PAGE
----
Thank you, Mr. Trump.
I know right? If you’ve been following me on social media you’ve seen a side of me that has never before emerged in my writing. For the first time ever I brought politics into my “social” sphere. I remember the first day I spoke up in someone’s Facebook thread knowing my words could very well alienate me from a longstanding friendship. This friend was defending DT against all the ‘dangerous labels’ that were being used against him.
I took a deep breath and I expressed my feelings about his candidate. My words were measured and hopefully, intelligent. My friend responded respectfully as good friends do, yes? What I wasn’t prepared for was the spray of verbal bullets that followed from the “friends of friends,” not just in that particular thread but in many more to come. That was my introduction to what would become the most contentious and disheartening seasons of my life. An election fraught with hatred and vitriol.
We are now on the other side of that election. My heart feels broken. Not because “my candidate” didn’t get elected. I have weathered many elections. While always a Democrat, and a very liberal one at that, I have respected both parties and accepted the vote of my fellow Americans even when their candidate did not reflect my views, my hopes, or my dreams for our country.
Country over party.
This election felt very different, however. Last week one of my Colorado friends shared a story about an encounter in a Longmont Hospital elevator. A white man approached a Latina woman with her young child and said, “Why don’t you go to back to your country now?” I felt my heart crack open a little wider.
My grandmother immigrated to this country in 1926, on a boat with a baby (my mother), two toddlers and her husband. She was a very strong, very determined woman. Small in stature, and feisty in spirit, she learned how to speak a new language, read the local newspaper, and write some, too, all while raising seven children in the midst of the Great Depression.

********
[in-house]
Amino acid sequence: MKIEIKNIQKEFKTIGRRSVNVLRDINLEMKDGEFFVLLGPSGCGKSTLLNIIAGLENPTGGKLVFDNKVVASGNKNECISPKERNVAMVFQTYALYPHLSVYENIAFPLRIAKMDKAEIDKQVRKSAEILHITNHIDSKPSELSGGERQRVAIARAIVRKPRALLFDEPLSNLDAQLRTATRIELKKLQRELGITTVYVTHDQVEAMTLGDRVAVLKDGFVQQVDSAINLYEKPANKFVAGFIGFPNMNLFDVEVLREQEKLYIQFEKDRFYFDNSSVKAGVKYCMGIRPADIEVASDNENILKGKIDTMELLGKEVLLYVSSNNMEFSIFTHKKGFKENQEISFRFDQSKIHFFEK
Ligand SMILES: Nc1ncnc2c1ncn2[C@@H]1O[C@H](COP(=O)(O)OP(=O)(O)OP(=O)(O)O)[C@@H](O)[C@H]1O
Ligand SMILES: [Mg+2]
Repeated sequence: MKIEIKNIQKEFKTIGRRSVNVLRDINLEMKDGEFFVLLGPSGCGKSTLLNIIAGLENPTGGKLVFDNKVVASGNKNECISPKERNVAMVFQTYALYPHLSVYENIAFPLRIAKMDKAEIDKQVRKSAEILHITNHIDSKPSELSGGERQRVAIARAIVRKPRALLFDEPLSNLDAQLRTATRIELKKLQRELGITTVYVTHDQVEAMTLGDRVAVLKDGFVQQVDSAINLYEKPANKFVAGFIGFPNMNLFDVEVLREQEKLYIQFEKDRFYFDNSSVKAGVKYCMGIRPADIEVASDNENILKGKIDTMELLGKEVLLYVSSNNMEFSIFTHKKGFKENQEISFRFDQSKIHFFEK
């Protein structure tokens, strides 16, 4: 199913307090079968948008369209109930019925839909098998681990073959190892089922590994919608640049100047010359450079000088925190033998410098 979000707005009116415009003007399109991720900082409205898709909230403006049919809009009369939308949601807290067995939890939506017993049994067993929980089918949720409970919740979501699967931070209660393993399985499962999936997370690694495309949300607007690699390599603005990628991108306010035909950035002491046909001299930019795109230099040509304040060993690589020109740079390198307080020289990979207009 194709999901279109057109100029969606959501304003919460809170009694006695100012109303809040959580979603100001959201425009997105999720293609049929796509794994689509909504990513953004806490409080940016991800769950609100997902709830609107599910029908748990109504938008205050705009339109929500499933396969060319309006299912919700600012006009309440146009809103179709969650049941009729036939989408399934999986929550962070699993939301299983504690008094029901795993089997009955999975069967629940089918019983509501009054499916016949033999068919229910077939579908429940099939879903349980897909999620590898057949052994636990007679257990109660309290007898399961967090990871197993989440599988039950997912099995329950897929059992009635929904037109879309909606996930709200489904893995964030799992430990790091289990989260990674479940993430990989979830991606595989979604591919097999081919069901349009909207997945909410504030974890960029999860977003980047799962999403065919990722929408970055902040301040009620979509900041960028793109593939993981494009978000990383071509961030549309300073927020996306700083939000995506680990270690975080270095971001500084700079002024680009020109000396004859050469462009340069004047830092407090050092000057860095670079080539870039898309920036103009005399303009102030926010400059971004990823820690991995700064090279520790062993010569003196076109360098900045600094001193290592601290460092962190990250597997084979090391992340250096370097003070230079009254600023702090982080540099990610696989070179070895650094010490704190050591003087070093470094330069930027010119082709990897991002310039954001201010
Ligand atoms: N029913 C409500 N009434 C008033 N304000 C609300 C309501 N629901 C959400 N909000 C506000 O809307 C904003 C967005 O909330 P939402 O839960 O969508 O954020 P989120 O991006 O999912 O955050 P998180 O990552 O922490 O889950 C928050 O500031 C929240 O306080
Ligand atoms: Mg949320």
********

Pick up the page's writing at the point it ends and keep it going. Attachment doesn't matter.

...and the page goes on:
Claiming one’s citizenship in the United States was, and is, a very big deal. When it was time for Grandma to claim hers, she struggled to answer some of the questions posed to her. She approached the bench, looked at the judge and said (in her broken English), “Watcha you wanta from me? I raise seven children, my husband fight in WW1, and I gotta two boys in the army.” There were probably a few more choice words in there, too, but that’s the essence of the story I’ve been told. The judge looked at her and said, “Okay Josephine, you can sit down now. You have your citizenship.”
I haven’t forgotten my roots. So thank you, Mr. Trump, for pulling me out of my cocoon of white privilege. My perception of the world and the people around me has shifted. Some say we’ve been living here all along among the very same people but for me, the “illumination” feels blinding. Of this I am certain, I am changed. Today, I will sit with my despair and honor my grief. And then, I will
speak out about injustice and inequity with renewed clarity and strength and a LOT more action.
“History will judge this country—our leaders, our media-entertainment complex, ourselves, and our fellow citizens—harshly for electing Donald Trump. But if we withdraw into our private grief and abandon those who, this morning, feel most threatened by the result—Muslim Americans, Hispanic Americans, LGBTQ Americans, women, inner-city youth—history will never forgive us.” (… read more)
I’m calling on the energy of my ancestors today as I move forward in a world that feels even more dangerous and divided. I want us to stay awake to those who are most threatened by the results of this election and look for opportunities to stand with them and for them.
Thank you my beautiful friends for being here with me as I navigate this new terrain. I promise I’ll continue to post goodness and light, gorgeous food and self care practices that nourish us deeply, on every level.
Please be sure to register for my next SoulCollage® intro which takes place on December 11th. These cards are a wonderful way to explore the anatomy of grief. They are saving my life right now.
This card, especially, has significant meaning for me today: “I Am Peaceful Protest.”
The photograph depicts the “empty shoe protest” that took place when climate change rallies were banned in France due to a threat of terrorist activity. I stand with all who are holding vigils and marching for a kinder, safer, more generous world.